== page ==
India's AIDS control organisation under fire
[NEW DELHI] India's Health Minister Anbumani Ramadoss has described the country's National AIDS Control Organization (NACO) as "visionless" and has announced for the second time this year that it will be reassessed.
The announcement coincides with the publication of a report criticising NACO. The report was published on the eve of World AIDS Day (30 November) by the Association Francois-Xavier Bagnoud (AFXB) and the Indian Network of Positive People (INP Plus).
India, which reported its first case in 1986, now has more than 5.13 million people infected with HIV.
Yet, according to the AFXB/INP Plus report, NACO is falling behind on targets to provide free HIV therapy (known as 'antiretroviral therapy' or ART) to 100,000 patients through the public sector by the end of 2007 (see India's AIDS drug strategy gets mixed reaction).
According to health ministry officials, India is so far providing free therapy to only 15,000 patients. The World Health Organization estimates that some 770,000 people in India need ART.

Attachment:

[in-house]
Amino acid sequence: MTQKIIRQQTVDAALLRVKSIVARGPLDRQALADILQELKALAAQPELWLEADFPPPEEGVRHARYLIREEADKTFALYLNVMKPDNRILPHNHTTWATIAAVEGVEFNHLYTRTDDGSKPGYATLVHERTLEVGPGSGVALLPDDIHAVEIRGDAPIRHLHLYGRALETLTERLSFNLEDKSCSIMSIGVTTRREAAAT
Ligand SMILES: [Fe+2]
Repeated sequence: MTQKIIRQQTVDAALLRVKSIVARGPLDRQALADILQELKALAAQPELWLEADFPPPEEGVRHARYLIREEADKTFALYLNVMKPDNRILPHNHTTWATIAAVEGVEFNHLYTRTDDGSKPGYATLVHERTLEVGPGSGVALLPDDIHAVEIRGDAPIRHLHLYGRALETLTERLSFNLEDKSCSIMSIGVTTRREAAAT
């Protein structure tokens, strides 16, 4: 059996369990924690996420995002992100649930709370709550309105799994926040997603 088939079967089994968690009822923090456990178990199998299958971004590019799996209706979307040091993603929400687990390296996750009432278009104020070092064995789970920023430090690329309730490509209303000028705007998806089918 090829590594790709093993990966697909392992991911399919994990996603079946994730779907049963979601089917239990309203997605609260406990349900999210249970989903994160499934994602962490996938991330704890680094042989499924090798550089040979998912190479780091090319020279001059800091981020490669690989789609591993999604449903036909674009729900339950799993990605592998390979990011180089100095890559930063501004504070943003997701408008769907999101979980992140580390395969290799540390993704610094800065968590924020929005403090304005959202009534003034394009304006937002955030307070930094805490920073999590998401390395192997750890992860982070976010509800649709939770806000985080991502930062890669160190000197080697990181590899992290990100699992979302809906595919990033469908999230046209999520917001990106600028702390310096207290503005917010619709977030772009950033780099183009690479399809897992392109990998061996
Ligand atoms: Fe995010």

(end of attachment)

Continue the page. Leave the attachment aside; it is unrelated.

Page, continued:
Public health experts and health activists have long pointed out that in 15 years of operation, NACO's awareness and prevention strategies have failed to either contain the HIV epidemic or reduce the intense stigma infected people struggle against.
On 30 November, Ramadoss said at a press briefing that the way NACO operates needs to be reassessed. Later, the national daily Times of India quoted him explaining that the reason for the review was that the organisation lacks visionaries, creativity and professionalism.
The review was initially announced several months ago. But Ramadoss said last week that his ministry had been unable to find any single agency sufficiently competent or qualified to review NACO.
Instead, a consortium from the Indian Institutes of Management in Ahmedabad and Bangalore, the US-based Johns Hopkins University, Tata Consultancy Services and consultancy firm McKinsey & Company is now due to undertake the task.
The AFXB/ INP Plus report identified three key problems in the free ART programme — inadequate enforcement of guidelines and critical gaps in treatment guidelines; a lack of second-line drugs; and no coordination between India's tuberculosis and HIV programmes.
The report also said that India's patent laws, amended in March 2005 to comply with the World Trade Organization, are a barrier to tackling HIV/AIDS because they make it difficult to increase the production of generic drugs.